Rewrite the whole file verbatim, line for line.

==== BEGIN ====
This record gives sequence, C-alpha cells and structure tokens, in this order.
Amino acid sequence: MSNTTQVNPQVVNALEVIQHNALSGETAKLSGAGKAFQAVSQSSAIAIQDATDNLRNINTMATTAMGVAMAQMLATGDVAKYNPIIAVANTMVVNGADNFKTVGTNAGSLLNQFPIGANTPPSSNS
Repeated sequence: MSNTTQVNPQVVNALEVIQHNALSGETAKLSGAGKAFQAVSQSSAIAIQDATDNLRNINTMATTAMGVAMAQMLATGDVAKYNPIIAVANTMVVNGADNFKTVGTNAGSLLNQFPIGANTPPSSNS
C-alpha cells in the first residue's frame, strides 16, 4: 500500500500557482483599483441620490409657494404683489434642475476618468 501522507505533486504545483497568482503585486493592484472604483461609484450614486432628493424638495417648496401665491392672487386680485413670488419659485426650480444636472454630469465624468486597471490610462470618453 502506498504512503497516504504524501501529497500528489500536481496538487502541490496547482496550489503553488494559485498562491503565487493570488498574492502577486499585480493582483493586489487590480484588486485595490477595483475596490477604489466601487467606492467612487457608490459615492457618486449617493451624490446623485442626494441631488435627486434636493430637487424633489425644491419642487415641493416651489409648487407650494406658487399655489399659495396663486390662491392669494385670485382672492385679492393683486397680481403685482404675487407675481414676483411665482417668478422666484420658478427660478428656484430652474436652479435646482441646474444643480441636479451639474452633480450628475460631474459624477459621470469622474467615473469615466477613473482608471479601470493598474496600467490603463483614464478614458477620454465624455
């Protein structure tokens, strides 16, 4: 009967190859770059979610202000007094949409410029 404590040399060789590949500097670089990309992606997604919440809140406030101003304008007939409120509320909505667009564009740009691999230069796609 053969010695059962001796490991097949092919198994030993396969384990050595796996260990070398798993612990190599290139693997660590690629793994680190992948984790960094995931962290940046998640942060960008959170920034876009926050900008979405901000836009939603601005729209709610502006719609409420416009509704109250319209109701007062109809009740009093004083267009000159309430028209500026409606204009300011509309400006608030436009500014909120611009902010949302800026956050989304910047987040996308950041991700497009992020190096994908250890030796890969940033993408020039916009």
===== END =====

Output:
This record gives sequence, C-alpha cells and structure tokens, in this order.
Amino acid sequence: MSNTTQVNPQVVNALEVIQHNALSGETAKLSGAGKAFQAVSQSSAIAIQDATDNLRNINTMATTAMGVAMAQMLATGDVAKYNPIIAVANTMVVNGADNFKTVGTNAGSLLNQFPIGANTPPSSNS
Repeated sequence: MSNTTQVNPQVVNALEVIQHNALSGETAKLSGAGKAFQAVSQSSAIAIQDATDNLRNINTMATTAMGVAMAQMLATGDVAKYNPIIAVANTMVVNGADNFKTVGTNAGSLLNQFPIGANTPPSSNS
C-alpha cells in the first residue's frame, strides 16, 4: 500500500500557482483599483441620490409657494404683489434642475476618468 501522507505533486504545483497568482503585486493592484472604483461609484450614486432628493424638495417648496401665491392672487386680485413670488419659485426650480444636472454630469465624468486597471490610462470618453 502506498504512503497516504504524501501529497500528489500536481496538487502541490496547482496550489503553488494559485498562491503565487493570488498574492502577486499585480493582483493586489487590480484588486485595490477595483475596490477604489466601487467606492467612487457608490459615492457618486449617493451624490446623485442626494441631488435627486434636493430637487424633489425644491419642487415641493416651489409648487407650494406658487399655489399659495396663486390662491392669494385670485382672492385679492393683486397680481403685482404675487407675481414676483411665482417668478422666484420658478427660478428656484430652474436652479435646482441646474444643480441636479451639474452633480450628475460631474459624477459621470469622474467615473469615466477613473482608471479601470493598474496600467490603463483614464478614458477620454465624455
């Protein structure tokens, strides 16, 4: 009967190859770059979610202000007094949409410029 404590040399060789590949500097670089990309992606997604919440809140406030101003304008007939409120509320909505667009564009740009691999230069796609 053969010695059962001796490991097949092919198994030993396969384990050595796996260990070398798993612990190599290139693997660590690629793994680190992948984790960094995931962290940046998640942060960008959170920034876009926050900008979405901000836009939603601005729209709610502006719609409420416009509704109250319209109701007062109809009740009093004083267009000159309430028209500026409606204009300011509309400006608030436009500014909120611009902010949302800026956050989304910047987040996308950041991700497009992020190096994908250890030796890969940033993408020039916009």